During World War II, the German military used a device known as an Enigma machine to send coded messages. The machine functioned somewhat like a typewriter with a maze of complicated mechanical and electronic connections. Any message typed into the machine would be transposed into a code; another Enigma with the identical set-up of wires and rotors could reverse the code and reveal the original message.
Polish code breakers had cracked the Enigma code and built duplicate Enigma machines before World War II. They shared their knowledge with the British, who used it, along with several captured Enigmas, to decipher an enormous volume of coded Nazi messages, some from Hitler himself. This information, codenamed ULTRA, was kept under tight wraps so that the Germans would not suspect that their messages were being read.
The acquisition and transmission of secret information is meaningless if the information isn't properly analyzed and acted upon. Russian leader Joseph Stalin was provided with information from several agents that Germany was going to break the German-Russian alliance and attack Russia during World War II, but he refused to believe it. Russian forces were not properly aligned or prepared when the German attack came.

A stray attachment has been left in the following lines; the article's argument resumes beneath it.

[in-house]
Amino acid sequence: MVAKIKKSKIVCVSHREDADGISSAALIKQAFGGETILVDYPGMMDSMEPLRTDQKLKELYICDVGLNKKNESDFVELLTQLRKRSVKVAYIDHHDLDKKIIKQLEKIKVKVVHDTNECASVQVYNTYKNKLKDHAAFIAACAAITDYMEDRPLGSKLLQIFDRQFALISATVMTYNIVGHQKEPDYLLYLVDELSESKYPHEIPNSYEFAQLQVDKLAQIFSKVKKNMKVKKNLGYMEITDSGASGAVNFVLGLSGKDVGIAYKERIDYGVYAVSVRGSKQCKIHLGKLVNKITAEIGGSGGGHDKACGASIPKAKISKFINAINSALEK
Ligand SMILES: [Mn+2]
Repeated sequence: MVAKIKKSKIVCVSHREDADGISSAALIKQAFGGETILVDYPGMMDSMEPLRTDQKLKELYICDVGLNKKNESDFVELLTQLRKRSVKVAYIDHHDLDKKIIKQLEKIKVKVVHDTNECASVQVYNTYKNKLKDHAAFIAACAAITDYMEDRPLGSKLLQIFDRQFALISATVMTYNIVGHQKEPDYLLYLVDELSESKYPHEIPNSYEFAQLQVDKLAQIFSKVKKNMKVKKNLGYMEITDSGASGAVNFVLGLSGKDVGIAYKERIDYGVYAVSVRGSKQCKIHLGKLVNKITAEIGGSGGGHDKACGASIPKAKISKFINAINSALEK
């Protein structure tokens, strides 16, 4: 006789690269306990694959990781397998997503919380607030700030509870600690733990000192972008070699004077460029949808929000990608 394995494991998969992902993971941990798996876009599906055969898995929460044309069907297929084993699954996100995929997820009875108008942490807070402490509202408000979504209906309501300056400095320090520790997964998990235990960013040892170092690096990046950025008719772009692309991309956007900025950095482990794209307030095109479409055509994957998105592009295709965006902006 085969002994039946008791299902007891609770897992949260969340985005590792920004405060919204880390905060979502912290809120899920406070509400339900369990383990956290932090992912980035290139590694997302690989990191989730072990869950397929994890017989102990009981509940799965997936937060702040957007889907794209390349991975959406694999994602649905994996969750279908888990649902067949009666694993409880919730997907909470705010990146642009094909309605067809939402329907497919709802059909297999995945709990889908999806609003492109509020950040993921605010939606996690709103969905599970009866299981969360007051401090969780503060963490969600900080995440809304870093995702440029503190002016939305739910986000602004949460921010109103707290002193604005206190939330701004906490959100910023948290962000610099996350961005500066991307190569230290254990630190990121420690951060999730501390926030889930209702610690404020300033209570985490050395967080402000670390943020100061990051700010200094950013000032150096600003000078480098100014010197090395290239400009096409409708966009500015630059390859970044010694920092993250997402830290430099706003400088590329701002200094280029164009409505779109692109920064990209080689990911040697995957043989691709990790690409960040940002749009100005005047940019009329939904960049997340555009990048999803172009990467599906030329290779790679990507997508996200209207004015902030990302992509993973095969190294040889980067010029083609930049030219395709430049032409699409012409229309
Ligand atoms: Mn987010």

Data analysts take information from numerous sources, not just spies, and develop an overall picture of enemy strategies and policies. This information is then written into briefings for political leaders. While information from a single source may be untrustworthy, additional sources can be used to corroborate the data. For example, U.S. code breakers had partially cracked the Japanese Purple code during World War II, and they were fairly certain that Japan was planning an attack at Midway Island. They weren't completely sure if they were reading Japan's code word for the island (AF) correctly, however, so they had troops positioned at Midway to issue a radio alert saying they were running short on fresh water. Shortly, Japanese communications were intercepted that reported that AF was low on fresh water, confirming the target of the coming attack.